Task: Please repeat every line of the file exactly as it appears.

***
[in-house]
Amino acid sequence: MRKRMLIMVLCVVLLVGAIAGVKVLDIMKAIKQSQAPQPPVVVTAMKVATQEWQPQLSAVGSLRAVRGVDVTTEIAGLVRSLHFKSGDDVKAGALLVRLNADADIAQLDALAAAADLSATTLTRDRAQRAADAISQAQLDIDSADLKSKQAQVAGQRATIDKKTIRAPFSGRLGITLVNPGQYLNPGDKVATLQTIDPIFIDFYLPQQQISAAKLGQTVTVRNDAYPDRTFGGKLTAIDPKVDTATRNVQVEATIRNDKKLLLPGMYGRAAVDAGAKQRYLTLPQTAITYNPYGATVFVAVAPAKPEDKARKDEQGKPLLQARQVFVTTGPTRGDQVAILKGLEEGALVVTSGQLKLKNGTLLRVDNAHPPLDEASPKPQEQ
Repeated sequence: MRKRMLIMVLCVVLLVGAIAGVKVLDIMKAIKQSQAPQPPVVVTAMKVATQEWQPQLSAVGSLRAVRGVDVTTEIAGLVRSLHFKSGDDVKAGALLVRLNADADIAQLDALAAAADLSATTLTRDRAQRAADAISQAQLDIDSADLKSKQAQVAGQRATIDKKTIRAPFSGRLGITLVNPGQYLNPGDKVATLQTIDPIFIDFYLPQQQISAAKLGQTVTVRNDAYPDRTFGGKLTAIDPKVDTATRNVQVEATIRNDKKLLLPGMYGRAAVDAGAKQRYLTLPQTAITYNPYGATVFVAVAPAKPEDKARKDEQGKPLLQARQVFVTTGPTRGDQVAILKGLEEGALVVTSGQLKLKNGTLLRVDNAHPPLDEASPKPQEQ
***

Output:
[in-house]
Amino acid sequence: MRKRMLIMVLCVVLLVGAIAGVKVLDIMKAIKQSQAPQPPVVVTAMKVATQEWQPQLSAVGSLRAVRGVDVTTEIAGLVRSLHFKSGDDVKAGALLVRLNADADIAQLDALAAAADLSATTLTRDRAQRAADAISQAQLDIDSADLKSKQAQVAGQRATIDKKTIRAPFSGRLGITLVNPGQYLNPGDKVATLQTIDPIFIDFYLPQQQISAAKLGQTVTVRNDAYPDRTFGGKLTAIDPKVDTATRNVQVEATIRNDKKLLLPGMYGRAAVDAGAKQRYLTLPQTAITYNPYGATVFVAVAPAKPEDKARKDEQGKPLLQARQVFVTTGPTRGDQVAILKGLEEGALVVTSGQLKLKNGTLLRVDNAHPPLDEASPKPQEQ
Repeated sequence: MRKRMLIMVLCVVLLVGAIAGVKVLDIMKAIKQSQAPQPPVVVTAMKVATQEWQPQLSAVGSLRAVRGVDVTTEIAGLVRSLHFKSGDDVKAGALLVRLNADADIAQLDALAAAADLSATTLTRDRAQRAADAISQAQLDIDSADLKSKQAQVAGQRATIDKKTIRAPFSGRLGITLVNPGQYLNPGDKVATLQTIDPIFIDFYLPQQQISAAKLGQTVTVRNDAYPDRTFGGKLTAIDPKVDTATRNVQVEATIRNDKKLLLPGMYGRAAVDAGAKQRYLTLPQTAITYNPYGATVFVAVAPAKPEDKARKDEQGKPLLQARQVFVTTGPTRGDQVAILKGLEEGALVVTSGQLKLKNGTLLRVDNAHPPLDEASPKPQEQ